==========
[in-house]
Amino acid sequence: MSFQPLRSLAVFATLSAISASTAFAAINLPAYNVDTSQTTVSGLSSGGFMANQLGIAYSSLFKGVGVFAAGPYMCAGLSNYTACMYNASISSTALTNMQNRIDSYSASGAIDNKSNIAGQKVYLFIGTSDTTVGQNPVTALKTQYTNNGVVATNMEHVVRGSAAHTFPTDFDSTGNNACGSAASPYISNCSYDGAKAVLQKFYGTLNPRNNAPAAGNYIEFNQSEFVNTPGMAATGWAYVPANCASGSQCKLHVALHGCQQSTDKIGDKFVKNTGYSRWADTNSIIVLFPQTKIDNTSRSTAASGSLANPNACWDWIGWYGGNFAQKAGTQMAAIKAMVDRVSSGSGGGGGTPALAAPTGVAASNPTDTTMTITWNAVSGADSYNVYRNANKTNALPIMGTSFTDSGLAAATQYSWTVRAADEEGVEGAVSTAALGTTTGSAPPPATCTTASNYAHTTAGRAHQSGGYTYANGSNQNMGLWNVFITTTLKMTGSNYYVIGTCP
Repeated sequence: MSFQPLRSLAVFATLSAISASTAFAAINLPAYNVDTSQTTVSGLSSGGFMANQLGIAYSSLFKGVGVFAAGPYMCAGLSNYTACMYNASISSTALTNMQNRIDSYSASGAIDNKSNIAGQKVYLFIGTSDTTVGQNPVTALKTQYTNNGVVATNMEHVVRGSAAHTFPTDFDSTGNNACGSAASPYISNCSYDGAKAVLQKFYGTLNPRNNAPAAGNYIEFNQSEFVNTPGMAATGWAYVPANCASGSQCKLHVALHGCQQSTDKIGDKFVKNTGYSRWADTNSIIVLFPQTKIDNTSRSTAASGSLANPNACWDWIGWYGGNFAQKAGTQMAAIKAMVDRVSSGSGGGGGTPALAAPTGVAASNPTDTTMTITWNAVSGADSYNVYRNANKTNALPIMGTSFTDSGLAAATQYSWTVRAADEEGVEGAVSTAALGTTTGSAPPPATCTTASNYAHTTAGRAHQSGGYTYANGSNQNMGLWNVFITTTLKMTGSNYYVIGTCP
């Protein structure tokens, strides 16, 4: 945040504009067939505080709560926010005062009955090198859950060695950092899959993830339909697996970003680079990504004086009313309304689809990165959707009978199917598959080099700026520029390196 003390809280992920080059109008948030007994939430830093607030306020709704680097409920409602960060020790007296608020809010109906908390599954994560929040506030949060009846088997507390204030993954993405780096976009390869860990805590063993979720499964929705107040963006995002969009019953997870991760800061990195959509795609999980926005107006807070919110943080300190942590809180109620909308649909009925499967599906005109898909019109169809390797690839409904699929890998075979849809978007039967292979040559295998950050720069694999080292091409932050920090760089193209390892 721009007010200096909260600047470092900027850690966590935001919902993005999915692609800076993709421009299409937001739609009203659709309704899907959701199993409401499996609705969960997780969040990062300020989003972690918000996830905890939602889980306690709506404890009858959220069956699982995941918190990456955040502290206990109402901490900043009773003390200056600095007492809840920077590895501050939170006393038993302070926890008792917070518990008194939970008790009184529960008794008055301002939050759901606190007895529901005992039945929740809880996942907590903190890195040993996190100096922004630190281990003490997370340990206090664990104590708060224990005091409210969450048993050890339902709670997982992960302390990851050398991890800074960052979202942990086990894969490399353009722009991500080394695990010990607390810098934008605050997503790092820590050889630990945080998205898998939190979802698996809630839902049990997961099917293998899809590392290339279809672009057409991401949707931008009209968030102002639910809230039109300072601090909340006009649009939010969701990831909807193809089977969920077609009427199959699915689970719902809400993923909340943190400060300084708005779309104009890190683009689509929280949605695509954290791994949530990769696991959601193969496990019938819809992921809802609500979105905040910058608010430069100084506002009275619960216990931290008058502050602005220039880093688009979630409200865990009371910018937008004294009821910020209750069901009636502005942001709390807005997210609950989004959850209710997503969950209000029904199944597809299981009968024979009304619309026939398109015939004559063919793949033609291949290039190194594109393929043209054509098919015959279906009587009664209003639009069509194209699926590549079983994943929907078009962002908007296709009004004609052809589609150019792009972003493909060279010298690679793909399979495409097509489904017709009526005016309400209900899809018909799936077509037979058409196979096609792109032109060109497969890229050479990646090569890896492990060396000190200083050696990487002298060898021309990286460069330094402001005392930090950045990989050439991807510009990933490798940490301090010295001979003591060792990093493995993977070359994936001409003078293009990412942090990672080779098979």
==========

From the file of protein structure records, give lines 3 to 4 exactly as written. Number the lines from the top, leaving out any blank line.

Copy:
Repeated sequence: MSFQPLRSLAVFATLSAISASTAFAAINLPAYNVDTSQTTVSGLSSGGFMANQLGIAYSSLFKGVGVFAAGPYMCAGLSNYTACMYNASISSTALTNMQNRIDSYSASGAIDNKSNIAGQKVYLFIGTSDTTVGQNPVTALKTQYTNNGVVATNMEHVVRGSAAHTFPTDFDSTGNNACGSAASPYISNCSYDGAKAVLQKFYGTLNPRNNAPAAGNYIEFNQSEFVNTPGMAATGWAYVPANCASGSQCKLHVALHGCQQSTDKIGDKFVKNTGYSRWADTNSIIVLFPQTKIDNTSRSTAASGSLANPNACWDWIGWYGGNFAQKAGTQMAAIKAMVDRVSSGSGGGGGTPALAAPTGVAASNPTDTTMTITWNAVSGADSYNVYRNANKTNALPIMGTSFTDSGLAAATQYSWTVRAADEEGVEGAVSTAALGTTTGSAPPPATCTTASNYAHTTAGRAHQSGGYTYANGSNQNMGLWNVFITTTLKMTGSNYYVIGTCP
């Protein structure tokens, strides 16, 4: 945040504009067939505080709560926010005062009955090198859950060695950092899959993830339909697996970003680079990504004086009313309304689809990165959707009978199917598959080099700026520029390196 003390809280992920080059109008948030007994939430830093607030306020709704680097409920409602960060020790007296608020809010109906908390599954994560929040506030949060009846088997507390204030993954993405780096976009390869860990805590063993979720499964929705107040963006995002969009019953997870991760800061990195959509795609999980926005107006807070919110943080300190942590809180109620909308649909009925499967599906005109898909019109169809390797690839409904699929890998075979849809978007039967292979040559295998950050720069694999080292091409932050920090760089193209390892 721009007010200096909260600047470092900027850690966590935001919902993005999915692609800076993709421009299409937001739609009203659709309704899907959701199993409401499996609705969960997780969040990062300020989003972690918000996830905890939602889980306690709506404890009858959220069956699982995941918190990456955040502290206990109402901490900043009773003390200056600095007492809840920077590895501050939170006393038993302070926890008792917070518990008194939970008790009184529960008794008055301002939050759901606190007895529901005992039945929740809880996942907590903190890195040993996190100096922004630190281990003490997370340990206090664990104590708060224990005091409210969450048993050890339902709670997982992960302390990851050398991890800074960052979202942990086990894969490399353009722009991500080394695990010990607390810098934008605050997503790092820590050889630990945080998205898998939190979802698996809630839902049990997961099917293998899809590392290339279809672009057409991401949707931008009209968030102002639910809230039109300072601090909340006009649009939010969701990831909807193809089977969920077609009427199959699915689970719902809400993923909340943190400060300084708005779309104009890190683009689509929280949605695509954290791994949530990769696991959601193969496990019938819809992921809802609500979105905040910058608010430069100084506002009275619960216990931290008058502050602005220039880093688009979630409200865990009371910018937008004294009821910020209750069901009636502005942001709390807005997210609950989004959850209710997503969950209000029904199944597809299981009968024979009304619309026939398109015939004559063919793949033609291949290039190194594109393929043209054509098919015959279906009587009664209003639009069509194209699926590549079983994943929907078009962002908007296709009004004609052809589609150019792009972003493909060279010298690679793909399979495409097509489904017709009526005016309400209900899809018909799936077509037979058409196979096609792109032109060109497969890229050479990646090569890896492990060396000190200083050696990487002298060898021309990286460069330094402001005392930090950045990989050439991807510009990933490798940490301090010295001979003591060792990093493995993977070359994936001409003078293009990412942090990672080779098979």